As I report the humor: I copy and pasted this from my website…and didn’t edit the formatting…
Okay then. Here are words of wisdom. I don’t recall who said this, but printing your novel is a good way to find plot holes. And other stuff.
I am in the slash and dash portion of Forget Me Not (again). So today, I am printing the monster to read as a book, slashing (and making notes for my computer copy), making changes in red, blue, or whatever destructive item that fits my mitt.
I’ve not done this before. I’ll let you know how it goes. Pretty sure this will suck.
If you say, ‘Oh, argh, I have no printer…,’ put the MS on a thumb drive and take it to Kinko’s or your closest/favorite copy spot. Take the printed behemoth, put it in a MS box, and pretend you are an editor. Consider taking it to a coffee shop, tea room, library.
The more you rewrite and edit, the happier you’ll be, and find a BETA group (not family or friends) to read as well. Why? They will find what you have not.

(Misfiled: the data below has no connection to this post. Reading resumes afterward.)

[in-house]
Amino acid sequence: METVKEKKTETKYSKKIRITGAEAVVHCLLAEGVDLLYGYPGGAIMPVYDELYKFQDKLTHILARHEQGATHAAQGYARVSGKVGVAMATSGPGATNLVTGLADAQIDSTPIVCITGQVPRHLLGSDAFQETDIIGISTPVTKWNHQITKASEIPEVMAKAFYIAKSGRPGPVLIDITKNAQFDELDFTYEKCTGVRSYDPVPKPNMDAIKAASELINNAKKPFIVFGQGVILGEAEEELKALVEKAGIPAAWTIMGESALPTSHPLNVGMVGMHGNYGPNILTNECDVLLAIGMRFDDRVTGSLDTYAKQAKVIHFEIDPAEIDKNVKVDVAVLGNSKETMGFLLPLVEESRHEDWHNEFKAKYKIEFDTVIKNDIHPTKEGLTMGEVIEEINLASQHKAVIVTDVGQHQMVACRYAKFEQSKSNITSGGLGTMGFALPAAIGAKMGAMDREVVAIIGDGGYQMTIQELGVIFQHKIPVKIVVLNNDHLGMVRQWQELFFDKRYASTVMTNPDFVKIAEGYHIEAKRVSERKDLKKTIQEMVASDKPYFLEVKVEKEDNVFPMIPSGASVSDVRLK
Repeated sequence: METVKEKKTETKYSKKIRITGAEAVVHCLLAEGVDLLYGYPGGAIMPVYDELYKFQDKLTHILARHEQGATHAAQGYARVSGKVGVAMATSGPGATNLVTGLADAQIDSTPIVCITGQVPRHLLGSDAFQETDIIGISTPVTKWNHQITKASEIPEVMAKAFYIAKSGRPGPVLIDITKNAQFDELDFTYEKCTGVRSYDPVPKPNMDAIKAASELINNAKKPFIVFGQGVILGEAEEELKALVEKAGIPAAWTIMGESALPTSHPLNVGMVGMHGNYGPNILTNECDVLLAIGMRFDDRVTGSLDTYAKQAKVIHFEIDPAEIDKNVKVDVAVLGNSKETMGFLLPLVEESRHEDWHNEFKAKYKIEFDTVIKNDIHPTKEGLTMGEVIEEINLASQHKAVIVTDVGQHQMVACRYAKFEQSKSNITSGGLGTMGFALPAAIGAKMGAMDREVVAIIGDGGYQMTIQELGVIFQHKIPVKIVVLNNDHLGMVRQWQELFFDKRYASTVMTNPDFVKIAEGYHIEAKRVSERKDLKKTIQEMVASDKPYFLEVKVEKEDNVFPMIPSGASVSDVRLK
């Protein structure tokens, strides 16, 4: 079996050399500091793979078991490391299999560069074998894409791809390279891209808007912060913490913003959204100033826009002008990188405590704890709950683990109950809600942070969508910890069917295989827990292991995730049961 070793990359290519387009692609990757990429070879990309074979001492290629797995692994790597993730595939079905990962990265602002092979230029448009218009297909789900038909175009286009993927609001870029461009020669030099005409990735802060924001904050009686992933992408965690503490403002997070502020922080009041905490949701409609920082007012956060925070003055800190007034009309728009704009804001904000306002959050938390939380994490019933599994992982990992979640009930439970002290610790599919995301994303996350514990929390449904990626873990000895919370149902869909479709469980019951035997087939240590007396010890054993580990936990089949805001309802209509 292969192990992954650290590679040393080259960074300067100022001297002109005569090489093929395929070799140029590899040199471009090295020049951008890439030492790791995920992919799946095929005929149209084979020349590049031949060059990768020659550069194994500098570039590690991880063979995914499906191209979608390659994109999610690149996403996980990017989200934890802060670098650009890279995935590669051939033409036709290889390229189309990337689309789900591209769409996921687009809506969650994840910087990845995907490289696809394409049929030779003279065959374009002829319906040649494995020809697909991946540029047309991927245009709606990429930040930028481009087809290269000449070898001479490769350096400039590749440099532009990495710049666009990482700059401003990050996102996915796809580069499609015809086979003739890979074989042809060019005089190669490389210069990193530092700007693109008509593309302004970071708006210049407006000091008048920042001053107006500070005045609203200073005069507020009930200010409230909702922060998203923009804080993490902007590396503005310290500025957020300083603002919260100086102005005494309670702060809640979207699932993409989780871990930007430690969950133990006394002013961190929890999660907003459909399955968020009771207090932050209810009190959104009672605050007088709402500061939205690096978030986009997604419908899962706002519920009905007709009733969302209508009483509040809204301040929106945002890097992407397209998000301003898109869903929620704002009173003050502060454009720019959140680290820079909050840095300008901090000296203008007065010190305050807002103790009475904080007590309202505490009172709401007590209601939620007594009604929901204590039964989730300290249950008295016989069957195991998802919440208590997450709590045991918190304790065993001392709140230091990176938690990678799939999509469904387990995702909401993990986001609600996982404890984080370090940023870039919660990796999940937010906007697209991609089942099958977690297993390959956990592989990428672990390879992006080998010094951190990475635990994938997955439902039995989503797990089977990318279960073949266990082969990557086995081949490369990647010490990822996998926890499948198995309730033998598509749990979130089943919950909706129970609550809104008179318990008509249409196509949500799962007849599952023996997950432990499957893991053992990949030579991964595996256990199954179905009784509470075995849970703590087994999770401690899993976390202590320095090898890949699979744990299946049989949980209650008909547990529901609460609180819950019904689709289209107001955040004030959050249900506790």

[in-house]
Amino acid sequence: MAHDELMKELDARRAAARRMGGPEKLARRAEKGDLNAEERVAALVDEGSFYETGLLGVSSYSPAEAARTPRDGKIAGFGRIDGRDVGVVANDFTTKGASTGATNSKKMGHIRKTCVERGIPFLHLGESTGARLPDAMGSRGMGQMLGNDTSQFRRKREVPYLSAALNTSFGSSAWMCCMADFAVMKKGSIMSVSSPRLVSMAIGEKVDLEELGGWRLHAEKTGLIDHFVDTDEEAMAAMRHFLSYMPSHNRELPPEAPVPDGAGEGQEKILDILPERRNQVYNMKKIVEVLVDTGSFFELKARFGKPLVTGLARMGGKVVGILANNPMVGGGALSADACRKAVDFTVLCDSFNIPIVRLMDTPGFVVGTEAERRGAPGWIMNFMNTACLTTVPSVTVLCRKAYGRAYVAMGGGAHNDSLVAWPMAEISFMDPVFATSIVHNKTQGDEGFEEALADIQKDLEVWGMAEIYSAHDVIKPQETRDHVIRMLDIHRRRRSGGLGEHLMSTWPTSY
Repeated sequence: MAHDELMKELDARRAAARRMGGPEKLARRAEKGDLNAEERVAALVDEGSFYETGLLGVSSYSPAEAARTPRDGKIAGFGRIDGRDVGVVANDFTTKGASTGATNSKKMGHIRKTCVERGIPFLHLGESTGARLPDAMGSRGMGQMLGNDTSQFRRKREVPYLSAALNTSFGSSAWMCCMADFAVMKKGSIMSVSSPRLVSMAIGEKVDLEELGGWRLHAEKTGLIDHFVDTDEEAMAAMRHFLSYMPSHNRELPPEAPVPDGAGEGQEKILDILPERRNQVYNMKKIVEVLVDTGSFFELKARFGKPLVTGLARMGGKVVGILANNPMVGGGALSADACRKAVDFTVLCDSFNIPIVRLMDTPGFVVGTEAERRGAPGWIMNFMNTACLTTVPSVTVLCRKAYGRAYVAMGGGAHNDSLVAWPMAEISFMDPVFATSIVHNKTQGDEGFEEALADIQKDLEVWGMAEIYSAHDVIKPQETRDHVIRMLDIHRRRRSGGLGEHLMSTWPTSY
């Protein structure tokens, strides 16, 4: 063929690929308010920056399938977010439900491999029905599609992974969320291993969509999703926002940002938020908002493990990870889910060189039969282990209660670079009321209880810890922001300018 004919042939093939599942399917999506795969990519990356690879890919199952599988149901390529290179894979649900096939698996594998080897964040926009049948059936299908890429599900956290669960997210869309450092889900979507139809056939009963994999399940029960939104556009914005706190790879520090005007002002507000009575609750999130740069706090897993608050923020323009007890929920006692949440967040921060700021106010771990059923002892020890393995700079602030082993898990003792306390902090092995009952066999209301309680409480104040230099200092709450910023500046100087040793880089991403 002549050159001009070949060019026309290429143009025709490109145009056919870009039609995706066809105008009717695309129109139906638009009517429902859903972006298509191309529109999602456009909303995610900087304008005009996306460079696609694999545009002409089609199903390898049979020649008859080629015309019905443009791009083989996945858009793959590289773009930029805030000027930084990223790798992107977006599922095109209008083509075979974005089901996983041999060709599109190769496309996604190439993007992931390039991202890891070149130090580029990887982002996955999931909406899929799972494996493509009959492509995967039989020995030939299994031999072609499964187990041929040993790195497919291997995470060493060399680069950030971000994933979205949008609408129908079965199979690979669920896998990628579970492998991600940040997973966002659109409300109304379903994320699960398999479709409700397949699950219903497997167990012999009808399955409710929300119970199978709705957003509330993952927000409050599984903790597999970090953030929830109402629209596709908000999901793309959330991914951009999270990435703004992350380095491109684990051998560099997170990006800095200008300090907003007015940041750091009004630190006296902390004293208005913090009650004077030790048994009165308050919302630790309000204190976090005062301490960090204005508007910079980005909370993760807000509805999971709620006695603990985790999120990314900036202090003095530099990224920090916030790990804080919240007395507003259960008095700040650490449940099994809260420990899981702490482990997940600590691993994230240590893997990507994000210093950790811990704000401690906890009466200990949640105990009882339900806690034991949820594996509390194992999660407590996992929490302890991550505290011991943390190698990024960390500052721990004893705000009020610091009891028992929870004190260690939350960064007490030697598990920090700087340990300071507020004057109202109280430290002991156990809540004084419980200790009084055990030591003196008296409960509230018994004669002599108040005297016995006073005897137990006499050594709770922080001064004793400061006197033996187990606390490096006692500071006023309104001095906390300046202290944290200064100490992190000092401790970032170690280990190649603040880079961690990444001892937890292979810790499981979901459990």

If your hire a copyeditor, make certain your manuscript is ‘clean,’ as possible. Less turnaround time, because often, the copyeditor turns out to be a ghostwriter or has to rewrite your work. An editor will not point out your wording, style. Only spelling and grammar. Once that editor takes your $1000 or more, and an agent accepts it, guess…what? They will want portions rewritten. Then a publishing house will want more edits. How rich are you to have it edited two more times?
Avail yourselves of resources. Conferences. Read well-written books. I always recommend a great writer, Stephen King. He knows the craft. When to use short, long sentences, and when ‘unnecessary’ words are needed.
Whatever you do, do not… do not… publish your first draft. Don’t hire a vanity press.
Print that puppy, read a Stephen King, and even though the genre is not one I enjoy, I recommend pay close attention to his use of the English language. Then, slash and dash.
Wish me luck on a new trial of wisdom passed down. Slasher status. Before the editor’s conference…